Since this week we need complete the task of several charts and maps, I just skipped to the latter part, chapter 5 and 10. Well, actually, they are selected to be the most important part. As a "lazybones", I did this short-cut.
Chapter 5 mainly talks about the basic principles of visualization, which focus on the arrangements of CHARTS. As a nature of human-being, we are more easily attracted by things of high color-saturation and dynamic state; that is, compared with numerical statistic and plain text description, video, infographic and picture are better at catching the eyeballs, which involve lower cognitive ability. Before we do the visualization, we should bear some rules in mind:
- MAKE SURE ABOUT THE THEME OF THE WHOLE PROJECT. The story we want to reveal through graphic forms, that is, "let the data speak."
- TRY DIFFERENT GRAPHIC FORMS. As trying different forms is to find out the appropriate one, but if it only depends on one person's opinion, it's not real appropriation. We should test our choices with others and get their feedback.
- ARRANGE THE COMPONENTS OF GRAPHIC. It needs some time and practices to get the feeling of how to build the relationship among graphics, how to make interactivity themselves.
These are bit similar to the 5W of Lasswell: WHO (the author) says WHAT (the theme or the information author covered) in WHICH channel (chosen graphic forms) to WHOM (Target audience) With what effect (Does this visualization make sense to the audience?).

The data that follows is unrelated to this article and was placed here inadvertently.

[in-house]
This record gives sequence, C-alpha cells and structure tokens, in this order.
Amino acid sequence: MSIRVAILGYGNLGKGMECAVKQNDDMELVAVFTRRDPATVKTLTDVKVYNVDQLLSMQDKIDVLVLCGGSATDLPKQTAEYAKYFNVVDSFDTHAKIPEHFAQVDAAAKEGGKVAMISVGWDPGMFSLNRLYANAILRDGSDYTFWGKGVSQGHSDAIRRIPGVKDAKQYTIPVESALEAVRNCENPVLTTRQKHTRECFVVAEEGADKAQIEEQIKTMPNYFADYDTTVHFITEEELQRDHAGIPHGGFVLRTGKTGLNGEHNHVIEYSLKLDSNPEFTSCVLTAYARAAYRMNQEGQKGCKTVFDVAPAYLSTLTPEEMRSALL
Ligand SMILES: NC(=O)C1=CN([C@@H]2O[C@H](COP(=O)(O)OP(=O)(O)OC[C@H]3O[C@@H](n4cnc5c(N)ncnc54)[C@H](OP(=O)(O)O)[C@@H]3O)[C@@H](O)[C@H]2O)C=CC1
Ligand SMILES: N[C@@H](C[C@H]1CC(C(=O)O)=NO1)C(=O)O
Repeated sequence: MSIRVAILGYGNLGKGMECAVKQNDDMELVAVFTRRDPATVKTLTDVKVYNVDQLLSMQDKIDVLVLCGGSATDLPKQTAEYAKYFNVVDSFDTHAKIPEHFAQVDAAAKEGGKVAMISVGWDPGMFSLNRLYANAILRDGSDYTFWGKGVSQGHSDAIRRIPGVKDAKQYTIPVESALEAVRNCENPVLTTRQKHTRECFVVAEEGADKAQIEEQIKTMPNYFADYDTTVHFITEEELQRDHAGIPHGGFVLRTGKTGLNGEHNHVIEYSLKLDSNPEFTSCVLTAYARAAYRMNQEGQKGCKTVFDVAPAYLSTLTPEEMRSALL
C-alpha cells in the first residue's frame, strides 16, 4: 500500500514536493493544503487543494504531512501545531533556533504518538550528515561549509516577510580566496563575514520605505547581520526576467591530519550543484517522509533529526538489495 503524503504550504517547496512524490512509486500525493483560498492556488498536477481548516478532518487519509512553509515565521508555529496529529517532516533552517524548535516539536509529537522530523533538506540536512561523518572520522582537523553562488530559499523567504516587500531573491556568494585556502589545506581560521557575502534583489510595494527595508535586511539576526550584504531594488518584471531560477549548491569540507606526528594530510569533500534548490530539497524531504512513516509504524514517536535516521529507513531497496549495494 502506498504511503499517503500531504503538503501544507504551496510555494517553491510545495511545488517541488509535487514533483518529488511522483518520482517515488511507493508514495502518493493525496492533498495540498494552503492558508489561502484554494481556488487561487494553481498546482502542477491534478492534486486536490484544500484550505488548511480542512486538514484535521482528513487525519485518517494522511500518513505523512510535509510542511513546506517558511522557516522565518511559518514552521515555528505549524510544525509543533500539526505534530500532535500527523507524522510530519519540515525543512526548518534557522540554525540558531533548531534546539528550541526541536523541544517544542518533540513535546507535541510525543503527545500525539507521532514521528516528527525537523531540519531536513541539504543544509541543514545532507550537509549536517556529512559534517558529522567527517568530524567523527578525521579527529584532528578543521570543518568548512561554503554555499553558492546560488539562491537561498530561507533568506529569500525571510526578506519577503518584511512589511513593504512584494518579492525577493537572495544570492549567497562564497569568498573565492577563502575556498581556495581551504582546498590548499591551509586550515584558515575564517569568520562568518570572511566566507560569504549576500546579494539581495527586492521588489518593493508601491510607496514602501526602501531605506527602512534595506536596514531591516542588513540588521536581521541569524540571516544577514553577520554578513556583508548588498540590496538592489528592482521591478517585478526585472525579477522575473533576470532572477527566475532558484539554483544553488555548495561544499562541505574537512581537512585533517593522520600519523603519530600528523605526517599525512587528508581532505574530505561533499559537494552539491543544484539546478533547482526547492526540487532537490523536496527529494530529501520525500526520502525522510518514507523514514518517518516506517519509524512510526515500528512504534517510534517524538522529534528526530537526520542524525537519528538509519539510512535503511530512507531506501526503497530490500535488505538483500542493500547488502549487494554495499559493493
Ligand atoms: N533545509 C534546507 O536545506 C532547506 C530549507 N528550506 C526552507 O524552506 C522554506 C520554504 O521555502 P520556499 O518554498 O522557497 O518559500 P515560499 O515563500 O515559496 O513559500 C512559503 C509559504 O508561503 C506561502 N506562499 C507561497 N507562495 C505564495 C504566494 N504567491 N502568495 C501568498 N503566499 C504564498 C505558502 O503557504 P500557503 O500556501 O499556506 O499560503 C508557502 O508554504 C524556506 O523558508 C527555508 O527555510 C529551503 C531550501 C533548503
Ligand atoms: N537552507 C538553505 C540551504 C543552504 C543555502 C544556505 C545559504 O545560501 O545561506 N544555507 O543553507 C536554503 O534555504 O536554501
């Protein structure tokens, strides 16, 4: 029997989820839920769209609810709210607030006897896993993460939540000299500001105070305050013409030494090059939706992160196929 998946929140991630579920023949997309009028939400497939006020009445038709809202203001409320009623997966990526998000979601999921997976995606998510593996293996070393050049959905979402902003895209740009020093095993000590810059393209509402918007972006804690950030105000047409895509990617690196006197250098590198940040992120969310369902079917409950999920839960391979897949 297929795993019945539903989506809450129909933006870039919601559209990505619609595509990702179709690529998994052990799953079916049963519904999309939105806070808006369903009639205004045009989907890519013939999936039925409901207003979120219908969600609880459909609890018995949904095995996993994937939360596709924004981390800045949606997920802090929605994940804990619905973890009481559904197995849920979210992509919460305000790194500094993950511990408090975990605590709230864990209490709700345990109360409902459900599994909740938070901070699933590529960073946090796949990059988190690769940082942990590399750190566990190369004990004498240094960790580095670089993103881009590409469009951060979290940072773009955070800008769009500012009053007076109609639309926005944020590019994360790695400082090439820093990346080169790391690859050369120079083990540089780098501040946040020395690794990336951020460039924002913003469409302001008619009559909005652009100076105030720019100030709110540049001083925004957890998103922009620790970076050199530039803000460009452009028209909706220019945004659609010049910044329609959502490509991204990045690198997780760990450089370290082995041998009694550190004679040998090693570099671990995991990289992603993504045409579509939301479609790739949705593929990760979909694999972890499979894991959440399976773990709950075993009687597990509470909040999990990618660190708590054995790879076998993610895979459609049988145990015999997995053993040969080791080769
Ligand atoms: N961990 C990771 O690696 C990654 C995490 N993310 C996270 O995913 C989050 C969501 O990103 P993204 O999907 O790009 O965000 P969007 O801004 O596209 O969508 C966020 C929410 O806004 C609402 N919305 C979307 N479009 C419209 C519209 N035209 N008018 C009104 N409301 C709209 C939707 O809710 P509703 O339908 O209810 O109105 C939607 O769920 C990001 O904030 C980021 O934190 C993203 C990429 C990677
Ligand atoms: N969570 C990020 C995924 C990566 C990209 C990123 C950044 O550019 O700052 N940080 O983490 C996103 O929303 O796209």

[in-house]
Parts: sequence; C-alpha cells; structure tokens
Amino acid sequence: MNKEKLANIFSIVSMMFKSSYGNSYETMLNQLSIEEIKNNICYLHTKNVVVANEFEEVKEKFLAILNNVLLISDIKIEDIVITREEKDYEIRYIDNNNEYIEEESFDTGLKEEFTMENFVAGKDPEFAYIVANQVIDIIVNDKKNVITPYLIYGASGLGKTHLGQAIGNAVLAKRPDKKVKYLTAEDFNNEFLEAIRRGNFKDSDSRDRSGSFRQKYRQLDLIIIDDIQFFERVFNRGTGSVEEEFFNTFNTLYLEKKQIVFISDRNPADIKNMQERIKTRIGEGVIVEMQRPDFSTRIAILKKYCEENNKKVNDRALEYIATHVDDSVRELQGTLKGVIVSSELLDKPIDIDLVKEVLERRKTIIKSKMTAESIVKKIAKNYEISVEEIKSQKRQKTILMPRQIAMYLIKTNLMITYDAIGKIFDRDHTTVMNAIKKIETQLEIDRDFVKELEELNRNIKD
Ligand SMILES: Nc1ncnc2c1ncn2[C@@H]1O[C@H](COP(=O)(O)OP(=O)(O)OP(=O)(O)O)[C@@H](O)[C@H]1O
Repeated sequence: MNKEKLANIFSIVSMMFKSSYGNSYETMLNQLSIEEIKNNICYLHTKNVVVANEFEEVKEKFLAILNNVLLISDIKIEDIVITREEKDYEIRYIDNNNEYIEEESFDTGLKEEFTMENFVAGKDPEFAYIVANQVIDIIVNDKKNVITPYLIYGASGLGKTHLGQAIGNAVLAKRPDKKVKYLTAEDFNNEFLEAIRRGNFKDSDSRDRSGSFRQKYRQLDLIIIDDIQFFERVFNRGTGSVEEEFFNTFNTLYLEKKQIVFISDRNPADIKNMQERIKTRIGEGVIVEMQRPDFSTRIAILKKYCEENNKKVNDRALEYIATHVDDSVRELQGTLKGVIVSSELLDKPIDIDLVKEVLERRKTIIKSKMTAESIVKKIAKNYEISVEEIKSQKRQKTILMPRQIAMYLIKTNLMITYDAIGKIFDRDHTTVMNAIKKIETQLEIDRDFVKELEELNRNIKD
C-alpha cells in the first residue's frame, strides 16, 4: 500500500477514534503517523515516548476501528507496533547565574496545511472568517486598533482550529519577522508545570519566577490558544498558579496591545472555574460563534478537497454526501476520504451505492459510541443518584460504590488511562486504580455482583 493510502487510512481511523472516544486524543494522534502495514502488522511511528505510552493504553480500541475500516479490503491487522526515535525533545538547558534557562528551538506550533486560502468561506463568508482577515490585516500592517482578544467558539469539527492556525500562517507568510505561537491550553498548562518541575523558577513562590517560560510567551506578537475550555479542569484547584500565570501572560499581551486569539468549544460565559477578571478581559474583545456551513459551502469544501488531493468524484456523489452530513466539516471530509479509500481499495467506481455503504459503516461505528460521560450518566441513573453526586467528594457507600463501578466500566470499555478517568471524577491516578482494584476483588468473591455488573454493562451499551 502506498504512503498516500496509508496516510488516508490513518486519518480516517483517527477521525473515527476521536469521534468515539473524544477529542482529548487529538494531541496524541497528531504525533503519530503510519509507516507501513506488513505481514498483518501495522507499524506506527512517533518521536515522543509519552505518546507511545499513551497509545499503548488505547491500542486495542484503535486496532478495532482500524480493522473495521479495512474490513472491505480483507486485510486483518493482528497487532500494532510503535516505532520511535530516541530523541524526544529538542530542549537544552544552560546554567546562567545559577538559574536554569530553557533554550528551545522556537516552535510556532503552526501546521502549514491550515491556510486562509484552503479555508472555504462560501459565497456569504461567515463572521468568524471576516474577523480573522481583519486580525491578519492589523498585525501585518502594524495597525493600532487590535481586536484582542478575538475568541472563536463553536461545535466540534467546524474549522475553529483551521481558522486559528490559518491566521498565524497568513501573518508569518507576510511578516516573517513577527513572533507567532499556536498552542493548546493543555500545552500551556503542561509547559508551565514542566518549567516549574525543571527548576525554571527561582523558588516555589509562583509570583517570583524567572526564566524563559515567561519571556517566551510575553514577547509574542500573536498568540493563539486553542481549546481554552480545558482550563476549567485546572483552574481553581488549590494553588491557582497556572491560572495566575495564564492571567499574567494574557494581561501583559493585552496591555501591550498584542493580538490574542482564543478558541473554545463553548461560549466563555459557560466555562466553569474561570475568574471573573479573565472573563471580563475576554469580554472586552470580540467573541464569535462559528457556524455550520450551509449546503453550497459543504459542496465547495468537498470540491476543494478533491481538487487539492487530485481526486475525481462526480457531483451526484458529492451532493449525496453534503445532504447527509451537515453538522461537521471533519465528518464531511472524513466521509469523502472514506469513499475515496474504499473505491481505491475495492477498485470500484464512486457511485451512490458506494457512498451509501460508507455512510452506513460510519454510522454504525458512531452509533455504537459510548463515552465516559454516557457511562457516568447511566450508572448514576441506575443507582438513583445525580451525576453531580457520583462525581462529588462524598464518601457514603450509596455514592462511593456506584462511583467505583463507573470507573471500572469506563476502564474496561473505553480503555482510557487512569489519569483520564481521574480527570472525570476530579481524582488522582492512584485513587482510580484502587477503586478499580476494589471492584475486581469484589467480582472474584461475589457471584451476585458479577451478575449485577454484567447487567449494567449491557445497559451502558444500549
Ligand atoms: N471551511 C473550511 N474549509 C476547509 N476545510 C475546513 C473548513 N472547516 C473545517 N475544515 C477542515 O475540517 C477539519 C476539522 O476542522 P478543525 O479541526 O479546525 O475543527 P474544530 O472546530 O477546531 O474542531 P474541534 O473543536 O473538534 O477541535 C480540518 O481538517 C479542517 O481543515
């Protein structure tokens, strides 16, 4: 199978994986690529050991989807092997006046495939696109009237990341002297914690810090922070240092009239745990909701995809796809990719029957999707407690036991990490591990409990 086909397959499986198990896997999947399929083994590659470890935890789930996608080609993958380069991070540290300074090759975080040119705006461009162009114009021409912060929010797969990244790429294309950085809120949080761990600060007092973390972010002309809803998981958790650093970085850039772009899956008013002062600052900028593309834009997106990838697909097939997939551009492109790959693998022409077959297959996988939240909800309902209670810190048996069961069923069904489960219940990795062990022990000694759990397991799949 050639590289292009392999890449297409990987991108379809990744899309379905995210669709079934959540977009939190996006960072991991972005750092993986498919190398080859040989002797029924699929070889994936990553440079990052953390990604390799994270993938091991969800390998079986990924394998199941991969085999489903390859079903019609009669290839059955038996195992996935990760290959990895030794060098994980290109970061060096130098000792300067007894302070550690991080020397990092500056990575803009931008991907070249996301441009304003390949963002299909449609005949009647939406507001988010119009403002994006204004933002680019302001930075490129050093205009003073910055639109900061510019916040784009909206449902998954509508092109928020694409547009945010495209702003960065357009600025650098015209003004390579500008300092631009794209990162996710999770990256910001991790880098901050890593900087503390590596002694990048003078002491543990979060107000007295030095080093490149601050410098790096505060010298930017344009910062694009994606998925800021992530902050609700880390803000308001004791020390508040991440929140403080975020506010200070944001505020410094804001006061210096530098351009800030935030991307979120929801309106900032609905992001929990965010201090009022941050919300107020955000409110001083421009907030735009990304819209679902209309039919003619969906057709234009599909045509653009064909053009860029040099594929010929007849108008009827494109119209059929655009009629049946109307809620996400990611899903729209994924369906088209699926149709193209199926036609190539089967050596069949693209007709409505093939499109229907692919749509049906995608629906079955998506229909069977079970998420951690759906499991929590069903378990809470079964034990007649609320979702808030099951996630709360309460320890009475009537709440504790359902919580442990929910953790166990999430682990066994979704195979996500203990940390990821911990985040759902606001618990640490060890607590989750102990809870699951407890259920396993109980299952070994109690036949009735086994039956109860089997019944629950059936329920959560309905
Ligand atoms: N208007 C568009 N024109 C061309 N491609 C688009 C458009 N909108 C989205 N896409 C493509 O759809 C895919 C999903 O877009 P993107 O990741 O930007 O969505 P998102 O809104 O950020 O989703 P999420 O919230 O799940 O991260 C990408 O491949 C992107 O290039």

Another useful reference is the scale of elementary perceptual tasks (p.128), a common rank of effect of ways visualization present on people who read it. It could be a great reference especially for novices, but we still need to think it twice before applying it, whatever how pervasive the method is.
There is a interesting data visualization of SELFIECITY, which random select tons of self-images from five cities on INS, which also includes the gender, pose and age, etc. We could take a look of certain group of people's selfies, like if I'm interested in selfies of females aged 23 from Sao Paulo, I just click on the left three graphics, and the rests will show the features of this certain group.
2 images from selfiecity.net, by CFFC team.
Since there are various information crowed in the former, the team separated them in serval charts in a more detailed scale, which gives audience a clear explanation. Additionally, "Average Smile Scores" use a line instead of histogram, which made it simply beautiful.
Chapter 10 gives a view of thematic maps and choropleth maps. Some basic knowledge of map goes ahead before entering into these two. As there will be distortion when we turn spherical Earth into a flat one, we need to choose the right type of maps depending on the area we investigate. The project suggestion in p.269 is handy enough to get us up and run. What I impressed is that the particular rules for the choice of map, as I never paid attention but should keep in mind now.
For thematic maps, there are two key points we should be careful about. First is PROPORTION. If we plot circle or whatever shape occupied area, we should remember that its unit is square, not the length. The other is SYMBOL PLACEMENT. Usually, we put the symbol on the center of the area, while if they overlap too much, we could: put smaller one on the bigger -> change them to semitransparent -> scale down in proportion.
When considering choropleth maps, intervals of constant size is quite significant.
In the second map, the intervals of constant size are not equal, which are 10, 15 and 25 (%). Though We could get a closer look of the "Bible Belt" of the first map, it will be much better if it could give footnotes for why choose 10 and 25 (%) as breaks. (I guess 10% is the percentage of Baptists in US, 25% might be a high percent.) Or if we want to have a general vision of population of Baptists in US, we might need to change the form (e.g. cartogram) for archiving the balance between size of regions and population density.